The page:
Bushfire Prone Land

A bushfire prone area contains or is near vegetation that has the potential to come under bushfire attack. If your land is located in a bushfire prone area then certain protection measures must be considered when designing a new development.

Wentworth Bushfire Prone Land Map

The Wentworth Bush Fire Prone Land Map identifies land with vegetation that may support a bushfire or that is likely to be subject to a bushfire attack. The map has been prepared by the NSW Rural Fire Service (RFS) in consultation with Council and certified by the Deputy Commissioner Preparedness & Capability.

Bush Fire Prone Land mapping identifies vegetation types and associated buffer zones. Bush fire prone land mapping is designed to flag a property that has the potential to be threatened by bush fire and to initiate an assessment under the NSW RFS publication Planning for Bush Fire Protection 2019 to determine whether land management and or building construction measures need to be adopted to help safeguard the development, its occupants and neighbouring properties from bushfire.

Vegetation Category 1 – Red

Land considered to be the highest risk for bush fire and surrounded by a 100-metre buffer. This vegetation category includes woodlands and timber plantations and has the highest combustibility and likelihood of forming fully developed fires including heavy ember production.

Vegetation Category 2 – Light Orange

Land considered to be a lower risk for bush fire and surrounded by a 30-metre buffer.

This vegetation category has lower combustibility and/or limited potential fire size due to the vegetation area shape and size, land geography and management practices.

Vegetation Category 3 – Dark Orange

Land considered to be medium risk for bush fire and surrounded by a 30-metre buffer. This vegetation category includes grasslands.

AS3959 introduced grasslands as a threatening vegetation type in 2009. In 2015 Vegetation Category 3 was introduced into the Guide for Bush Fire Prone Land Mapping (Version 5b) to assist Councils with the transition into the new vegetation mapping category.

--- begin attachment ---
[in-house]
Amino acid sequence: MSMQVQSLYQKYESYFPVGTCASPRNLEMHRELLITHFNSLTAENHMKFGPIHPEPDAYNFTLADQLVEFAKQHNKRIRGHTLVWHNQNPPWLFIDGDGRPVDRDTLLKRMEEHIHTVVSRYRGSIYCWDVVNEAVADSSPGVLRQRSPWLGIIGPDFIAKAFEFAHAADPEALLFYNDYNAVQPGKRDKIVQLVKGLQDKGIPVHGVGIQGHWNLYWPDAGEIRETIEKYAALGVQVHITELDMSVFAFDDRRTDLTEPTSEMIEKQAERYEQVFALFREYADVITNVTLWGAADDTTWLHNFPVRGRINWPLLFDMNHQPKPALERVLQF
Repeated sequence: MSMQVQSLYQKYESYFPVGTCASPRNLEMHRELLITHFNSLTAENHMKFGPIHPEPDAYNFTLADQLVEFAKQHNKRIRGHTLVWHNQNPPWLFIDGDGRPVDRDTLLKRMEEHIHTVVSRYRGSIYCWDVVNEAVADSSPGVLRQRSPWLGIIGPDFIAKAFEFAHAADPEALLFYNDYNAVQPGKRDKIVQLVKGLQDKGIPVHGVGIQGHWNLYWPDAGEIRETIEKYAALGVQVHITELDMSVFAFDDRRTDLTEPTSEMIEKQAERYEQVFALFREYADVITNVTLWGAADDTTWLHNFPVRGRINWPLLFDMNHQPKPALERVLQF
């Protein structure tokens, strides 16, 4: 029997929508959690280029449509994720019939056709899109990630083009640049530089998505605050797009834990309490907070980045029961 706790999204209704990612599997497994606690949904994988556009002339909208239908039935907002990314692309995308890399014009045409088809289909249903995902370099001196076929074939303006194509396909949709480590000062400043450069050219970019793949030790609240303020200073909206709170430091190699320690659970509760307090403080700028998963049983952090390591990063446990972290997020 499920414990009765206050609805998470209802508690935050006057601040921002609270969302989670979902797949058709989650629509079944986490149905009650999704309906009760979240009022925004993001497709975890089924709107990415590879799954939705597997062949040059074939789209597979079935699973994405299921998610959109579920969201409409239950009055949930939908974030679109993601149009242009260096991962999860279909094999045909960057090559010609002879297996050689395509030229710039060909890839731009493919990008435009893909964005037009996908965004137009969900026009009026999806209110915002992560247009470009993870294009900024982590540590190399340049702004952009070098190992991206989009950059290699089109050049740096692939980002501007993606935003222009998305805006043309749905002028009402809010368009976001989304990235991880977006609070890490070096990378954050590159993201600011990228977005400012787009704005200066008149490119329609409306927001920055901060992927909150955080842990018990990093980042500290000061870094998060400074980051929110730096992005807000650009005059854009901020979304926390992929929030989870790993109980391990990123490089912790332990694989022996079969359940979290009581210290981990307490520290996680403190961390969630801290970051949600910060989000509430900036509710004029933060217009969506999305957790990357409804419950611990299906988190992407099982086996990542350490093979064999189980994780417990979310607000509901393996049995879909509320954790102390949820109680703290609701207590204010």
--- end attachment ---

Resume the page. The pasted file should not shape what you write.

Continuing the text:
Vegetation Buffer – Yellow

Adjoining area that is determined to act as a buffer to the relevant vegetation category

All applications submitted from 31 July 2023 will be assessed against the Wentworth Bush Fire Prone Land Map (certified 31 July 2023).

New Development on bushfire prone land

New development located on bushfire prone land is subject to the controls of the NSW RFS and Planning for Bush Fire Protection. Depending on the type of approval you are applying for, you’ll need to undertake additional steps in the preparation of your application for your development.

Development applications

All new developments on bush fire prone land in NSW are assessed against the requirements of Planning for Bush Fire Protection 2019. For the assessment of new single dwelling developments located on bushfire prone land, a NSW RFS Bushfire Assessment Report must be attached to your application.

As part of our assessment process, we may establish a Bushfire Attack Level (BAL) rating. This rating helps determine what bushfire control measures you may need to implement as part of your development.

Complying development

The NSW Department of Planning (DoP) and the Rural Fire Service (RFS) have worked together to introduce a new system which allows complying development on some bush fire prone land (i.e. low risk bush fire prone land), but importantly maintains a rigorous assessment regime for managing bush fire risk.

A new certification process has been introduced whereby the risk of bushfire is assessed by an application for a Bush fire Attack Level (BAL) Certificate. Once the BAL has been determined and the certificate has been issued, the applicant may proceed with applying for a Complying Development Certificate (Note – complying development is not allowed on high risk bush fire prone land – i.e. where the BAL is identified as 40 or Flame Zone).

Upon receiving an application for a Complying Development Certificate which is accompanied by the required BAL certificate, Council or the accredited certifier must then certify that the proposal complies with Planning for Bushfire Protection 2019, Australian Standard 3959-2009 – Construction of buildings in bush fire-prone areas (AS3959) and other applicable development standards.